But all in all, he says, it amounts to not enough.
"I'll put my chips on brute force, and that is regulation. We have a Federal Aviation Agency for aviation, and certainly patient safety is every bit as important as aviation safety. We need a federal patient safety agency to set standards and enforce them, and get this show on the road," he says.
He also noted that physician resistance has impeded patient safety. "The fact of the matter is…they've been skeptical about it and really haven't participated because they don't see it in their daily life. You say there's 100,000 preventable deaths a year and that's awful. But there are 800,000 doctors. That means the chance of any one physician having a death he or she caused is going to be once in eight years, and only if they recognize it…There's also doctors who feel they have a veto over safe practices. If they don't agree with something, they feel they don't have to follow it."
I asked Leape to elaborate on his remarks. And so he did, in a 45-minute interview this week.
We haven't kept up
HLM: You said that healthcare is safer today than it was 20 or 30 years ago, but not anywhere near as safe as it could be. What do you mean?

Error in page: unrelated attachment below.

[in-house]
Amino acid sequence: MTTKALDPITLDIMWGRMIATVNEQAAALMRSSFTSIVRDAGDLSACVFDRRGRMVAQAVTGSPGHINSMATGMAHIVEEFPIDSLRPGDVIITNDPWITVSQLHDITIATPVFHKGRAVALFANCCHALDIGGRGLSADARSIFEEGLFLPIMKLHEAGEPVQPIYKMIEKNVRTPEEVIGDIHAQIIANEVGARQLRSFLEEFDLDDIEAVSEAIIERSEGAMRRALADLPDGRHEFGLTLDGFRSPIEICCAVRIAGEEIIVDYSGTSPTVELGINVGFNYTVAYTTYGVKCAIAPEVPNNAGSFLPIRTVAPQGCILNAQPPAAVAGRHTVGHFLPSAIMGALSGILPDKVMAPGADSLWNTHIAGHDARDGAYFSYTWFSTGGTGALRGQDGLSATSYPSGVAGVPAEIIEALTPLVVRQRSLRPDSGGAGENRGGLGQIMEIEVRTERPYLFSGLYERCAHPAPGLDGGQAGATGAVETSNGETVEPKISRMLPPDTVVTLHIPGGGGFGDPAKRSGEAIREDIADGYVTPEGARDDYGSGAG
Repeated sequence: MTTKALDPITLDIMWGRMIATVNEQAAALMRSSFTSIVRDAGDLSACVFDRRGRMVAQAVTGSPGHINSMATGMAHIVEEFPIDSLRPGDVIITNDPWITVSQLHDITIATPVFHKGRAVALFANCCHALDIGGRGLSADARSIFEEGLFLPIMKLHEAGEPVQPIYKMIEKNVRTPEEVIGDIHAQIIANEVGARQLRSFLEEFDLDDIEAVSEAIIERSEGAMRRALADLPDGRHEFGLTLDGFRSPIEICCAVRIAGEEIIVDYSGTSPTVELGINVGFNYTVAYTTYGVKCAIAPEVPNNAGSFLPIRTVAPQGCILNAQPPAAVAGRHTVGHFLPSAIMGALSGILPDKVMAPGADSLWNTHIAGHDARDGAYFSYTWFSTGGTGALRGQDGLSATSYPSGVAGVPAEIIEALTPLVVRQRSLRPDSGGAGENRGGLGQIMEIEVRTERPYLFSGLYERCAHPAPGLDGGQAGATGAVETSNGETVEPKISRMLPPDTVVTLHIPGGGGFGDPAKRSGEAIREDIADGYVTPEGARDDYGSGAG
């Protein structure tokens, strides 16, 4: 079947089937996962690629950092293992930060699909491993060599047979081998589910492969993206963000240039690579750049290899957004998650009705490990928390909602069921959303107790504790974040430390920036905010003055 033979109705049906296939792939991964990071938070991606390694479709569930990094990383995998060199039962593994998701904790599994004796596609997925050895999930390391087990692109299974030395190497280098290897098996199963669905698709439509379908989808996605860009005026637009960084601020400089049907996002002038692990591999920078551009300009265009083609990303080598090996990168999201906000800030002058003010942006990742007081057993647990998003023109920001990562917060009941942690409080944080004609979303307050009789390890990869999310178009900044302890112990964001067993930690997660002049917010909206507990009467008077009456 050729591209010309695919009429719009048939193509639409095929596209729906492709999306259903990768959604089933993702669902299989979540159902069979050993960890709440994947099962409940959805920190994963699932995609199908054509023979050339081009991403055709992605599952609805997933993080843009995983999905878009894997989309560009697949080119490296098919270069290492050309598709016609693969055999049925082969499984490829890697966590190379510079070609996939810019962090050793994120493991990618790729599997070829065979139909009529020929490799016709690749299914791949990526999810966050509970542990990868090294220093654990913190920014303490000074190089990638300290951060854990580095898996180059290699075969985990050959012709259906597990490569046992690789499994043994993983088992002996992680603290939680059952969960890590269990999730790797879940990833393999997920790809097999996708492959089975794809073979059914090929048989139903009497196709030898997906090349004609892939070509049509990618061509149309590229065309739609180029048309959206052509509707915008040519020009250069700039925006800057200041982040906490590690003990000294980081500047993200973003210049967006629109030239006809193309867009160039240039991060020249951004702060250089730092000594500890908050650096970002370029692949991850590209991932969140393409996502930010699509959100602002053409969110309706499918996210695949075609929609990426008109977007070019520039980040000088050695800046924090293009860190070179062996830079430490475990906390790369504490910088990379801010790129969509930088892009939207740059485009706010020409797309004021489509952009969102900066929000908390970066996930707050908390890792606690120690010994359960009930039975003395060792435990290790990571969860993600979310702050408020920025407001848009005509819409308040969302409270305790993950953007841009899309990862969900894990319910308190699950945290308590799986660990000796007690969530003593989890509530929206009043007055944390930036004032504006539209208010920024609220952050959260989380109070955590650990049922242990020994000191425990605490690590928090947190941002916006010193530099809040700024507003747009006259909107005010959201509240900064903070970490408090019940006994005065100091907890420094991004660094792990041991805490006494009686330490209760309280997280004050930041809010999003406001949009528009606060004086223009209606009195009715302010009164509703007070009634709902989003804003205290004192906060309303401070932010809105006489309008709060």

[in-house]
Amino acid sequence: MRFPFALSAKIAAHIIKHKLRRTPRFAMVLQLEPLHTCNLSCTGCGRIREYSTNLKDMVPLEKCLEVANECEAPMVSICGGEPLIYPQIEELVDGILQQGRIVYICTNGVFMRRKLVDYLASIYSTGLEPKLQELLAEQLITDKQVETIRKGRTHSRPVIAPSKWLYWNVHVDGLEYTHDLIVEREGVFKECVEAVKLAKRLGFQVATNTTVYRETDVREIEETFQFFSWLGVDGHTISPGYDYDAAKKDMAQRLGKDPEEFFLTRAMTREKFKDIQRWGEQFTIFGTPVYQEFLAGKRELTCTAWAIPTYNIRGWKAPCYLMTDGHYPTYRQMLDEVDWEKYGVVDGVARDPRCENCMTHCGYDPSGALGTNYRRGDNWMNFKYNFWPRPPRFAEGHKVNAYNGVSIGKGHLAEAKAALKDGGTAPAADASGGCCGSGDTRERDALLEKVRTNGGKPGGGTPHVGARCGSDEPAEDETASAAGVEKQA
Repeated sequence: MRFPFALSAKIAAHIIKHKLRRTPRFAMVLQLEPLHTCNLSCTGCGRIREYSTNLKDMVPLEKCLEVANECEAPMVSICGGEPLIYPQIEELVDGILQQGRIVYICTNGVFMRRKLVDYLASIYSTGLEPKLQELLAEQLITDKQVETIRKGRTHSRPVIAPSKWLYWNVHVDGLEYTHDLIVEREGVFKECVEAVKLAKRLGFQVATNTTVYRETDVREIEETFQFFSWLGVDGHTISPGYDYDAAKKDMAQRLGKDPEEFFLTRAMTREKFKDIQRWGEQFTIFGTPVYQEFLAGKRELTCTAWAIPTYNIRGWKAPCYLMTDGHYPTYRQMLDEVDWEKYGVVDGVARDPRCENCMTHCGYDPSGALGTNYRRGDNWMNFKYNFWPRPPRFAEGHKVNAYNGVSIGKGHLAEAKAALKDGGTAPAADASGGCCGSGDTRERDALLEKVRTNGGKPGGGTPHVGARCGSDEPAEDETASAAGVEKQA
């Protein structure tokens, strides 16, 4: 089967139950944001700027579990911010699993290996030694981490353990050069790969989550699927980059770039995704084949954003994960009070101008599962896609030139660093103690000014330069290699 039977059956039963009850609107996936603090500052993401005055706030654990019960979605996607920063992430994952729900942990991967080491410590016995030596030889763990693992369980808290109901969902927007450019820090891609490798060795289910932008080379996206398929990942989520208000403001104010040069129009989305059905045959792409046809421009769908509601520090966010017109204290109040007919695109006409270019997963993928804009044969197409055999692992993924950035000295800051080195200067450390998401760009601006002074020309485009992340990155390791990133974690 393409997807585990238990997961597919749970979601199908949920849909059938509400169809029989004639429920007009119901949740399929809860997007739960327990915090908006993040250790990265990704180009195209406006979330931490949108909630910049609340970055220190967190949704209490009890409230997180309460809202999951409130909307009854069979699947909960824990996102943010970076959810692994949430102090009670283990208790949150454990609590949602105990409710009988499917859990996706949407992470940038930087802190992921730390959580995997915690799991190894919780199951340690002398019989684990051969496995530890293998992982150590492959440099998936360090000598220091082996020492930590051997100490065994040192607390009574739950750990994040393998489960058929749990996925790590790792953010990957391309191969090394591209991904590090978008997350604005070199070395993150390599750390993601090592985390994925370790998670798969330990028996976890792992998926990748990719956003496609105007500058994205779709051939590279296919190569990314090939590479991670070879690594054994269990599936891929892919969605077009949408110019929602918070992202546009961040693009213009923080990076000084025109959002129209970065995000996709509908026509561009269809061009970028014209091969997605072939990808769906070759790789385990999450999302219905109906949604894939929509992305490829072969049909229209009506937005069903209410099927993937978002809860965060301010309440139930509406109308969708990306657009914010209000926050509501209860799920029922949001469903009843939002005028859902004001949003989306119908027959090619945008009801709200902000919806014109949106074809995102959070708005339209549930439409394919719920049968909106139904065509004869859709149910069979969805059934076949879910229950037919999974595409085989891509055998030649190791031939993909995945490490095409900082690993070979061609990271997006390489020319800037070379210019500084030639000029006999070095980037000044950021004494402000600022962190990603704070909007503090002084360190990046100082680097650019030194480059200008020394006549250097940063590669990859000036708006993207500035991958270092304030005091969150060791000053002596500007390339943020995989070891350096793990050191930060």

LL: When I started a long time ago, we had a few operations, a few antibiotics and a few other drugs, but that was about it. In the last half-century, we've made dramatic improvements in treatments, for example deaths from heart attacks alone dropped 50%. With artificial joints, people can walk without pain and limping. We have transplantation, and chemotherapy.
Unfortunately, every improvement has the potential for mistake in the use of it. We've introduced the opportunity for things to go wrong and we just haven't kept up. It's a constant battle to prevent errors. It's much more difficult to provide healthcare than to put a man on the moon.